Probable Domestic Prices of Oil and Natural Gas During the Next Five Years
- Arthur A. Smith (First National Bank of Dallas)
- Document ID
- Society of Petroleum Engineers
- Journal of Petroleum Technology
- Publication Date
- January 1969
- Document Type
- Journal Paper
- 17 - 20
- 1969. Society of Petroleum Engineers
- 4.6 Natural Gas, 5.8.4 Shale Oil, 4.1.2 Separation and Treating
- 1 in the last 30 days
- 149 since 2007
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In a period of unprecedented uncertainties, forecasting oil and gas prices is hazardous; but some of the influencing factors seem predictable enough to be used as a basis for arriving at reasonable estimates.
Forecasting anywhere in the realm of economics these days is hazardous, indeed. A time cannot be recalled when forecasting involved more assumptions about as many imponderables as it does now. Anyone trying to look into the future confronts an impressive array of unknowns and uncertainties that easily could upset his projections. A business analyst could ask for no more trouble than to try to figure out what will happen in Viet Nam or in the Middle East; what Congress and politics will do in this post election year; what the Communists' next move will be on the international checkerboard; what will happen to the official value of our dollar; or what the full extent of the Alaska Slope reserves will be and what influence they might have on the world market.
Because of the magnitude and importance of the petroleum industry, all these imponderables and many petroleum industry, all these imponderables and many others certainly apply when one considers the prices of oil and natural gas during the next five years.
Forces of Supply and Demand
In the strict economic sense prices are a function of the forces of supply and demand. Even prices regulated by authority obey this basic principle in the long run since the authority usually acts upon either the supply side or the demand side or both. In the short run, regulated prices may, and often do, deviate from free market prices, sometimes leading to black- market activities. But it is safe to say that in time even regulated prices will have to be (and will be) confirmed by a balanced demand and supply relationship. A regulated price that is not adequate in the long run to cover costs of production and leave a profit margin sufficient to reward the enterpriser for profit margin sufficient to reward the enterpriser for the risks he must assume will lower supply and force the authority to raise the price.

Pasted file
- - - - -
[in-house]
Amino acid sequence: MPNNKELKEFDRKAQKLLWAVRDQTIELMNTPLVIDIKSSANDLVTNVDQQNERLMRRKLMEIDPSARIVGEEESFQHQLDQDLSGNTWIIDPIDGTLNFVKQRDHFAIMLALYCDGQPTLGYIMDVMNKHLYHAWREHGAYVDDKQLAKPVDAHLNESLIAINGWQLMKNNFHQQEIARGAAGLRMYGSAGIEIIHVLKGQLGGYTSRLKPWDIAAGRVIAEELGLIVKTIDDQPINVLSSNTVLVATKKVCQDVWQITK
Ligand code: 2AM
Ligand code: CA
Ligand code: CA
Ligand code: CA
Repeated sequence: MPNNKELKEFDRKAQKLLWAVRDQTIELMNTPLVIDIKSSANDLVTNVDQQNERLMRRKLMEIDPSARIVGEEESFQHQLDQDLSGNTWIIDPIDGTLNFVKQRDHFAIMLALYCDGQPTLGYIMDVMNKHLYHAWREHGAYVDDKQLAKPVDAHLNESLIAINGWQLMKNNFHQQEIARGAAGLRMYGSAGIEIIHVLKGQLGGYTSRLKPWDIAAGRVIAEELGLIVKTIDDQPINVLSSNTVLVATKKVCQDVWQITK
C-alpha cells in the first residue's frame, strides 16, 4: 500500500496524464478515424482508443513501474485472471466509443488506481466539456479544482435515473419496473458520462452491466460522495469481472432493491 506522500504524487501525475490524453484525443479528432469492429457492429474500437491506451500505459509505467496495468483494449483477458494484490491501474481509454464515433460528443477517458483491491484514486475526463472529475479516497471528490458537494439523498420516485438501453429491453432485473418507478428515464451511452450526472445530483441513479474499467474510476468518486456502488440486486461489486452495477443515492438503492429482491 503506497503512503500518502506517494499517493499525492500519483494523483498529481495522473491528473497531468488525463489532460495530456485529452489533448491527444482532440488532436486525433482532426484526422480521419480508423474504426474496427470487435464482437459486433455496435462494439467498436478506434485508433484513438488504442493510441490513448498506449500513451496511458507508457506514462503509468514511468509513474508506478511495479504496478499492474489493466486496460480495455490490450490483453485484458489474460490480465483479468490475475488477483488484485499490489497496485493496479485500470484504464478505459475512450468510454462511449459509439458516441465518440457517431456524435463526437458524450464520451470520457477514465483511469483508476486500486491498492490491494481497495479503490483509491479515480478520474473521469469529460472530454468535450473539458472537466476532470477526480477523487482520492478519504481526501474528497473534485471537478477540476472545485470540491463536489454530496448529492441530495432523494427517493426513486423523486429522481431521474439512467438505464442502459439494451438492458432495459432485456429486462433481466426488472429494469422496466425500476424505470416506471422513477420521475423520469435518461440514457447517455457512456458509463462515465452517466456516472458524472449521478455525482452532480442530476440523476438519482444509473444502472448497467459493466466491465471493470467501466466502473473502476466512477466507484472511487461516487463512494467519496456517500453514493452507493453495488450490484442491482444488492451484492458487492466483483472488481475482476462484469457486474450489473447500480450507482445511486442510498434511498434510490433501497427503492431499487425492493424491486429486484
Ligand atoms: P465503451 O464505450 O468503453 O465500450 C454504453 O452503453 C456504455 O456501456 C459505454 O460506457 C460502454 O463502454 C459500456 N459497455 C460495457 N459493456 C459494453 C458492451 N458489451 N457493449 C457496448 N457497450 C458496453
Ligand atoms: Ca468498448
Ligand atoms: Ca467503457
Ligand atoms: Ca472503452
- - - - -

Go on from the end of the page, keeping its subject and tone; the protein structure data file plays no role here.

Let us approach this subject by way of an analysis of demand and supply, first looking at demand for oil. Total demand for oil in this country (including relatively modest exports) has increased, with only three minor exceptions, every year since 1932, with rather substantial gains since 1961. A careful study of demand over the past 40 years reveals not only a persistent upward trend, but also only modest persistent upward trend, but also only modest sensitivity to recessions. Principal users are motor vehicles whose demand for motor fuel has gone up every year since rationing days of World War II; and as the number of motor vehicles in use (now over 98 million) continues to increase, the growth in demand for fuel will increase. Demand for other major refined products appears to be every bit as persistent as the products appears to be every bit as persistent as the demand for motor fuel, leading to the conclusion that there is possibly a strong degree of inelasticity in the demand for oil in the domestic economy. It does not appear possible to determine the additional demand generated by the Viet Nam war, but it no doubt is sufficient to be a major factor at present, and will continue to be so while the war lasts which, of course, is one of our imponderables.
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